SIERRA LEONE: Former RUF spokesman to contest elections

The leader of the National Reconstruction Party of Sierra Leone, Omrie Golley, has registered his party to contest the forthcoming presidential and legislative elections, the Sierra Leone News Agency (SLENA), reported on Tuesday.

Golley, the former spokesman for the Revolutionary United Front (RUF), said that the party wanted reconciliation, reconstruction and community rebuilding of Sierra Leone through hard work.

SIERRA LEONE: Protestors march against slow disarmament

Hundreds of people marched through Freetown on Monday in protest at the slow pace of the disarmament process in Sierra Leone, news organisations reported.

Students and human rights organisations taking part in the demonstration, organised by the National Union of Sierra Leone Students (NUSS), converged on the Law Courts building, to hear speakers, the Sierra Leone News Agency (SLENA) reported.

In response to the protest, presidential spokesman Septimus Kaikai told IRIN on Tuesday that some 44 percent of the ex-combatants, around 20,000, had handed in their weapons. He added that the disarmament, demobilisation and reintegration programme needed some US $24 million.

SIERRA LEONE: Massive turnout for polio vaccination

A successful first round of polio immunisations for this year took place last weekend in regional centres throughout Sierra Leone, a social mobilisation consultant for the National Immunisation Days (NID) programme, Alfred George, told IRIN on Monday.

George, a parliamentarian, said that reports, mainly from Koinadugu District, indicate a greater sense of security on the part of civilians as they slowly come out of the bush to take part in the programme.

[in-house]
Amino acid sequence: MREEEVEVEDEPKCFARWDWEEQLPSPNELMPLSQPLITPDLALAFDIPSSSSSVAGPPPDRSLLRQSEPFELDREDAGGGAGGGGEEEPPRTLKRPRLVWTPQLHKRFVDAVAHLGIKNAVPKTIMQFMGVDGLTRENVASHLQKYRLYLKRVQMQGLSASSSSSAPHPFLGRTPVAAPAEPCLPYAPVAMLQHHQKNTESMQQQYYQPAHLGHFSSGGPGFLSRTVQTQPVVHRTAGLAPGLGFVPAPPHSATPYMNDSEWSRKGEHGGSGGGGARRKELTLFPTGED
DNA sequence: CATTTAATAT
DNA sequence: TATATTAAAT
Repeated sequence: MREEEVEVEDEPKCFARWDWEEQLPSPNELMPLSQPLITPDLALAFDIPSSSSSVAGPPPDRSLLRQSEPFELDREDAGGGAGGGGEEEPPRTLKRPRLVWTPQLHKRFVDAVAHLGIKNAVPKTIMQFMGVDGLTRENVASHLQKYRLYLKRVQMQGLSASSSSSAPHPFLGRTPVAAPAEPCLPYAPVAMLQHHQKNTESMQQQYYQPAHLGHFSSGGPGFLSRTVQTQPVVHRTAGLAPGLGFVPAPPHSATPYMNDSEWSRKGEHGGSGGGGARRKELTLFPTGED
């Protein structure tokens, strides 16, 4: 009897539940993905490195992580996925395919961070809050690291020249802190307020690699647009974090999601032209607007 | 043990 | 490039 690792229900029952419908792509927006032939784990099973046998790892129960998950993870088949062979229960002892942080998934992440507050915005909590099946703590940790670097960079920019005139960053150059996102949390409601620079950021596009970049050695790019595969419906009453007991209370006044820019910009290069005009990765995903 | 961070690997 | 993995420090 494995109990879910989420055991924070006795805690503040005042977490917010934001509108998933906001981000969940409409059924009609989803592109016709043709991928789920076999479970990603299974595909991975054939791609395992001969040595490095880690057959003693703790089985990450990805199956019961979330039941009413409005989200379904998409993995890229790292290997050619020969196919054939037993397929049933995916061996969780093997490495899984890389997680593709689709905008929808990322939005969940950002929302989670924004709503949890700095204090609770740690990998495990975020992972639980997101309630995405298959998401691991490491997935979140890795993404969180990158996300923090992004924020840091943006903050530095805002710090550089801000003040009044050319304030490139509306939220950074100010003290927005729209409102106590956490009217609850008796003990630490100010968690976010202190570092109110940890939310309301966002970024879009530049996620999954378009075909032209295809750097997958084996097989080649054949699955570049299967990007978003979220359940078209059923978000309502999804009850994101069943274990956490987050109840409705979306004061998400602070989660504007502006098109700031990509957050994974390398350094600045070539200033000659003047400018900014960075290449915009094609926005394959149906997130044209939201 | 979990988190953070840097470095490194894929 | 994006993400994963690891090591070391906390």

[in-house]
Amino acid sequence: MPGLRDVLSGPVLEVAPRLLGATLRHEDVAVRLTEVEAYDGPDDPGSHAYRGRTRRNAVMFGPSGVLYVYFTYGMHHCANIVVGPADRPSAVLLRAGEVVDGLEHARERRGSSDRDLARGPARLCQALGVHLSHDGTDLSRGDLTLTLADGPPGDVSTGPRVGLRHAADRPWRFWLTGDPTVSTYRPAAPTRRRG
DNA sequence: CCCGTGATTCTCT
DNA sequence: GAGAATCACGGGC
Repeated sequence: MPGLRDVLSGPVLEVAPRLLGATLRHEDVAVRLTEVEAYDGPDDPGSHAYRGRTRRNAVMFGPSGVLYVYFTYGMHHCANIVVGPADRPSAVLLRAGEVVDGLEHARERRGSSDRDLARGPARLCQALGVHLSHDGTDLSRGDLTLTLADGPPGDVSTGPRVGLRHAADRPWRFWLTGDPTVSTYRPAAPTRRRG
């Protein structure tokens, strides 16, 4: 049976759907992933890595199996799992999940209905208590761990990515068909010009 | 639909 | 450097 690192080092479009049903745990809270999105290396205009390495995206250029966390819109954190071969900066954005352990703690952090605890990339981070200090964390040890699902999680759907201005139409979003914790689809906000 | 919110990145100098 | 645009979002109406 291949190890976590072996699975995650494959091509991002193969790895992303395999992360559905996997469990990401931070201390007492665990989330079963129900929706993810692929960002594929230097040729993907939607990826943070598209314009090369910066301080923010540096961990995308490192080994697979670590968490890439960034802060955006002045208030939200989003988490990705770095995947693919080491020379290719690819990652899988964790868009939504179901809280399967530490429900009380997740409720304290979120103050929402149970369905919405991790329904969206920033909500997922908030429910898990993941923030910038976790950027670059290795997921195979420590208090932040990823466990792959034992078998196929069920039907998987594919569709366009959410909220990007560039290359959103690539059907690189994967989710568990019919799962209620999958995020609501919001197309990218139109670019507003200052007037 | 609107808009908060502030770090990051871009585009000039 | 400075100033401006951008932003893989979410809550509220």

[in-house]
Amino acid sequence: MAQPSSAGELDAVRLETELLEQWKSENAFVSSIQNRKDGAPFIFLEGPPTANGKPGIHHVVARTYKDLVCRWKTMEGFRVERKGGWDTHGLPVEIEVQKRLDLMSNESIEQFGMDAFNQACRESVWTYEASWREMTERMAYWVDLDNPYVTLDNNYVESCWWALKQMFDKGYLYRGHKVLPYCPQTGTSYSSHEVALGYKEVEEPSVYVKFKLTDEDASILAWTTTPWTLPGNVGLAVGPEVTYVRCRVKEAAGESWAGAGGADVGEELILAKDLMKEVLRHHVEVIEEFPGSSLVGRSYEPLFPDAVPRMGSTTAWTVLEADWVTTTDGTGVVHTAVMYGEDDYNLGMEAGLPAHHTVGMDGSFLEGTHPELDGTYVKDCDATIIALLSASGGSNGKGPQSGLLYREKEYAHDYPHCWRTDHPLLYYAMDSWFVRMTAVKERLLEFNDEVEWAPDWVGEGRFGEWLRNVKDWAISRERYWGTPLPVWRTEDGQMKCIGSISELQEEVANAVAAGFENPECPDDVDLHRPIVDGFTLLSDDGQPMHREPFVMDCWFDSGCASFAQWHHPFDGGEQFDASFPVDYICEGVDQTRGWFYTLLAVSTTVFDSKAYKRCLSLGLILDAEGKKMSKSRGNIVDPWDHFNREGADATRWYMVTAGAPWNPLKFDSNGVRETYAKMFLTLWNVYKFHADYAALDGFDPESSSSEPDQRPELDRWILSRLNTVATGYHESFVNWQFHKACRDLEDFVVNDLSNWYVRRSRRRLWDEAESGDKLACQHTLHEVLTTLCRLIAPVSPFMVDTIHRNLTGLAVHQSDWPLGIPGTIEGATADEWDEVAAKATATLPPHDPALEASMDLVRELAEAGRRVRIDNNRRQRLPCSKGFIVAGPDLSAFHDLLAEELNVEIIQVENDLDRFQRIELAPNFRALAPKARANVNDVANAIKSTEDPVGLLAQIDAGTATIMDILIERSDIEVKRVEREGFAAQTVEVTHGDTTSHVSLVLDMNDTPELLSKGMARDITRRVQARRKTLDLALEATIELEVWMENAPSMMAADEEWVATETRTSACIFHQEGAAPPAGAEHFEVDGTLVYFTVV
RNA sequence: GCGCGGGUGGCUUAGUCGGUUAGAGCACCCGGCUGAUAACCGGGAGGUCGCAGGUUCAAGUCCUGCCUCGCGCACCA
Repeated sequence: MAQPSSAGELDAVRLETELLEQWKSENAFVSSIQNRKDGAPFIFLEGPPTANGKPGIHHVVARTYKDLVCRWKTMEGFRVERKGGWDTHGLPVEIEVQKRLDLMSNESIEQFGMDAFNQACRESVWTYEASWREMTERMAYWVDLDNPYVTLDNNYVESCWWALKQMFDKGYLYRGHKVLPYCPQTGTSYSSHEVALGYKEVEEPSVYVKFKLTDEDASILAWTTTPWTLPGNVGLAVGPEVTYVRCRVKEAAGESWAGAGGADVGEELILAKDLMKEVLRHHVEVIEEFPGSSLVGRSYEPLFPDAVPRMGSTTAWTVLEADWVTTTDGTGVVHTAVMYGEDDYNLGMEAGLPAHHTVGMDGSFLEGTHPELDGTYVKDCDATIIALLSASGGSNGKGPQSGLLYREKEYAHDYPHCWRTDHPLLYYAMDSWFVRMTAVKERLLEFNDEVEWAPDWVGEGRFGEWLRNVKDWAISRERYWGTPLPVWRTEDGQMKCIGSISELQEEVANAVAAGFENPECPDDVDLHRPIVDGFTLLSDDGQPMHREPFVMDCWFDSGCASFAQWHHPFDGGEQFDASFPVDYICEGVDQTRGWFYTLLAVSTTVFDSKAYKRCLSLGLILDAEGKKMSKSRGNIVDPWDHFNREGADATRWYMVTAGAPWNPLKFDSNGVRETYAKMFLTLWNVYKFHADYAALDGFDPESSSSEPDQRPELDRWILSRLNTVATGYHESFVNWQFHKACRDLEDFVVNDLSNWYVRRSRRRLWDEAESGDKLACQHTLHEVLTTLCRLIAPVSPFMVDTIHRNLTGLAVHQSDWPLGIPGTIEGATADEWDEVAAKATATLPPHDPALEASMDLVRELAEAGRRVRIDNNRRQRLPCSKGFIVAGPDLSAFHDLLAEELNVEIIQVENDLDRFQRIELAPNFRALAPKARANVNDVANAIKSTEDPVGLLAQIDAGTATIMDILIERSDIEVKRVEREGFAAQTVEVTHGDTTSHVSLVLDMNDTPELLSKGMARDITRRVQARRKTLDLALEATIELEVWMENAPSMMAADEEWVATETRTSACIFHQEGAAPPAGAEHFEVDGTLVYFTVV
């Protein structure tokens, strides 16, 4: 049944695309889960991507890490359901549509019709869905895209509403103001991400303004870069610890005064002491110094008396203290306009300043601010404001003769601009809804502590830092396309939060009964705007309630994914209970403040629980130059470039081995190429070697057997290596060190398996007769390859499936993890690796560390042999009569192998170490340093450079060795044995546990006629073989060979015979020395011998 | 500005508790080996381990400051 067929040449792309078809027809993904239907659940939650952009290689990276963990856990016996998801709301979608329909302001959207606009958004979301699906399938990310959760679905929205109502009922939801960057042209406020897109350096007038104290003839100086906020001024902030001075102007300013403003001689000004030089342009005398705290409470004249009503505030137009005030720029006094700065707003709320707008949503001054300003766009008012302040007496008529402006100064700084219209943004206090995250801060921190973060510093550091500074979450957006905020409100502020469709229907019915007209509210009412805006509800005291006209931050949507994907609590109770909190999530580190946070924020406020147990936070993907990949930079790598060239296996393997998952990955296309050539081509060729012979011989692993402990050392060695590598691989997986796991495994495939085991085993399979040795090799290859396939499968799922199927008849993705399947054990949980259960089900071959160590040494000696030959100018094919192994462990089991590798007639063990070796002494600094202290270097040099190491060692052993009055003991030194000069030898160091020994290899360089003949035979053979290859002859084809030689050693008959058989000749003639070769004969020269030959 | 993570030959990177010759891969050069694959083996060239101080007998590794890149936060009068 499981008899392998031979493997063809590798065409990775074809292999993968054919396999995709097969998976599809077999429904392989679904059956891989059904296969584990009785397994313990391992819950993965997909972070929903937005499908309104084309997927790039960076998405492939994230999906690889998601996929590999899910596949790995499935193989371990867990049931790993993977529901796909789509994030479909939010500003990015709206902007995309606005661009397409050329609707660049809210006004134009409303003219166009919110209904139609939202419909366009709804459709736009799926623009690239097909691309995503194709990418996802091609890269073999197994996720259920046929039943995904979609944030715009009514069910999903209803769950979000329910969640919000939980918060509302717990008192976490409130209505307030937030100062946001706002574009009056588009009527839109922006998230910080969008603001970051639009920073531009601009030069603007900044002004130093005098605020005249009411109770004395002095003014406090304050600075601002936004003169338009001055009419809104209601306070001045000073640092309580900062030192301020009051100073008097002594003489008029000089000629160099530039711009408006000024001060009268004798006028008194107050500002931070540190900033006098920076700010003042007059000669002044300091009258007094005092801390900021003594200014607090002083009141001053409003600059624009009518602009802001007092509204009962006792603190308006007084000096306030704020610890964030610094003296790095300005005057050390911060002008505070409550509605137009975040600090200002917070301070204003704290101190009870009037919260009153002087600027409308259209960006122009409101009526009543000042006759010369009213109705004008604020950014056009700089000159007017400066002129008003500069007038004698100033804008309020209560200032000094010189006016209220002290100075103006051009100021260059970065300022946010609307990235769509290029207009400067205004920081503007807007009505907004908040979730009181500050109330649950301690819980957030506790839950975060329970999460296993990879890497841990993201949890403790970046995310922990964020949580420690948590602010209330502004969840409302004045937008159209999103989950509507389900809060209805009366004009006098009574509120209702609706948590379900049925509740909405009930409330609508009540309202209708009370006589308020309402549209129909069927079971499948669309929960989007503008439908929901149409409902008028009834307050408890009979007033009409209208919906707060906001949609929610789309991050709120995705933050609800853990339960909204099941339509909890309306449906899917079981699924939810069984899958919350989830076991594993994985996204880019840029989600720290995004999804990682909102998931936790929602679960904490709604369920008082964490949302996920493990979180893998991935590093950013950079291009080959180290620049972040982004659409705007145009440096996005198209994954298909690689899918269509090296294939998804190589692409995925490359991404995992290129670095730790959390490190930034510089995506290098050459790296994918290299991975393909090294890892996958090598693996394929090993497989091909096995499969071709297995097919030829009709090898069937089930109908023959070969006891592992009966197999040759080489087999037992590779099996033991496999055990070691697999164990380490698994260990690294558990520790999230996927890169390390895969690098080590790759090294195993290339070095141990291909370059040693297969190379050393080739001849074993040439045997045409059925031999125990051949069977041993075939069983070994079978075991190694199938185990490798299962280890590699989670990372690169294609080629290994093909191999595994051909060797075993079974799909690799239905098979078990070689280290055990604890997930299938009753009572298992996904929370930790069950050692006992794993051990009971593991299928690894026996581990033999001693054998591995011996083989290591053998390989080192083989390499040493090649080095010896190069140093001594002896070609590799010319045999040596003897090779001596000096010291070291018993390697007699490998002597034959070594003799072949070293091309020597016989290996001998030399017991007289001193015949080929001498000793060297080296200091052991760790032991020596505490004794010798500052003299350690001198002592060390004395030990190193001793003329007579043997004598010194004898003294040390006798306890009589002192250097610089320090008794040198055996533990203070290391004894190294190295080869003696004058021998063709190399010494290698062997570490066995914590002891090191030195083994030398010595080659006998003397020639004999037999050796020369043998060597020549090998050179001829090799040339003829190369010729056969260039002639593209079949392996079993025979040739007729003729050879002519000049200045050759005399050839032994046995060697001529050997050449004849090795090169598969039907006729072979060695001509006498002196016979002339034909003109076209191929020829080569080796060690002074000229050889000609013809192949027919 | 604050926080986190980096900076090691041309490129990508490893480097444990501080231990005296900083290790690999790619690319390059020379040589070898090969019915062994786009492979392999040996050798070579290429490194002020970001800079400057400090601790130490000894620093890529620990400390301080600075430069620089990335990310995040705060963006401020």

BURKINA FASO: HRW demands inquiry into arms affair

The New York-based Human Rights Watch (HRW) said on Thursday it had asked the president of Burkina Faso to hold an independent inquiry into allegations that illegal arms transfers had been made from his country to rebels in Sierra Leone and Angola.

"President (Blaise) Campaore must get to the bottom of these serious allegations," Joost Hilterman, the executive director of the Arms Division of HRW, said in his letter on 28 March to the president.

Burkina Faso opposition groups have also asked the government, which has denied its involvement, to investigate.

The recently published 'UN Report of the Panel of Experts on Violations of Security Council Sanctions Against UNITA' names Burkina Faso and other countries in connection with violations of sanctions.

Speaking at the Security Council meeting Burkina Faso's representative, Michel Kafando, said the role of his country had been misrepresented in the report and disassociated himself from the conclusions of the panel, especially those that implicated the head of the government by name.

NIGERIA: Curfew in Suleja emirate